We, those small seemingly insignificant smudges on the tapestry of life, are the connection, the link between the multitude of furious colors. Without those small smudges, without the work of the subtle, there is nothing but disconnect, discoloration, a hideous blotchy piece of canvas.
It is foolish to dismiss subtlety so easily. People forget the warmth of the limelight can easily burn.
How, if not through subtlety, are we Duke students supposed to enable the change we wish to see? The point of my premise is not to advise a life of obscurity, it is simply to expose the ceaseless benefits of the subtle approach, especially in a situation where impact is the end goal, over the brute force limelight approach. Subtlety over strength. I identify five key benefits.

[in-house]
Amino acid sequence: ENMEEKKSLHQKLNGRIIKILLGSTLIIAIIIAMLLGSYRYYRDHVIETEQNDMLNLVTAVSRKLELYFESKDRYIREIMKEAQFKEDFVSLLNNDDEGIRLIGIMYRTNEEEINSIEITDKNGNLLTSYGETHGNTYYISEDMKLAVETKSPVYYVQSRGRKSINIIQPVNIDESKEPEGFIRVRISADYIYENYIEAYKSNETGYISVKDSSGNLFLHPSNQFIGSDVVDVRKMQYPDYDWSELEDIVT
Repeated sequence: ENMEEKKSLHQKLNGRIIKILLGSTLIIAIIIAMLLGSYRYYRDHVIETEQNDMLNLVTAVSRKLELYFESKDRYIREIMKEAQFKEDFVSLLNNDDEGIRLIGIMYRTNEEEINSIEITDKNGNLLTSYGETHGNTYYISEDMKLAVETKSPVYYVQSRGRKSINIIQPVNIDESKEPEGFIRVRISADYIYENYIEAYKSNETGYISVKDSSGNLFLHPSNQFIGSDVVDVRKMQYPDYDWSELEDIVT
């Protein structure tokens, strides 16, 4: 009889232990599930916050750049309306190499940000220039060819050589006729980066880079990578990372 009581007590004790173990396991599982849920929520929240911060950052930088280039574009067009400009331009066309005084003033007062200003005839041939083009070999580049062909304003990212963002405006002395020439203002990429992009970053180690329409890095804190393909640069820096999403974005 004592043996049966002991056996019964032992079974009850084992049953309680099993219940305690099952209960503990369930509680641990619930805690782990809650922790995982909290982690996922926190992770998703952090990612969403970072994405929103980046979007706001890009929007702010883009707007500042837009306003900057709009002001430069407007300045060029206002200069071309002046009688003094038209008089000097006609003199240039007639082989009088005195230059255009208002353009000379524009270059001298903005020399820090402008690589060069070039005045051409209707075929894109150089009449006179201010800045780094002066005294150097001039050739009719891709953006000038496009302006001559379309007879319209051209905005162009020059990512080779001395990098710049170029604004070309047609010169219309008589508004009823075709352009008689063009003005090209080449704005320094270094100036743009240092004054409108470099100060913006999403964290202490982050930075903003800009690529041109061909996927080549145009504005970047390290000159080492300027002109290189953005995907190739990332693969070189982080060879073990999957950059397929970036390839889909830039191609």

- Rewards of Respect
As a new employee anywhere, it is always good practice to learn before assuming. The RIA employees have been there for 2, 10, 20 years. They know what they are doing. And it is not too much of a stretch to assume they are comfortable in their practices, however old-fashioned they are. I could have come up with an idea that is game-changing, probably actually impactful, and largescale, as any Duke student could. But, if that idea goes against the core values of the institution of employment, it is next to useless. Working within my surroundings, working in obscurity and through subtlety, has allowed me to transform my initial project into something much more widespread, impacting thousands more than it would have initially. People expect the new employee to be boisterous, bright-eyed, radical, but coming in with the mindset of obscurity allowed me to bypass the weeks of mistrust and annoyance and earn the respect of my colleagues, who were then in turn more willing and more receptive to my incremental ideas.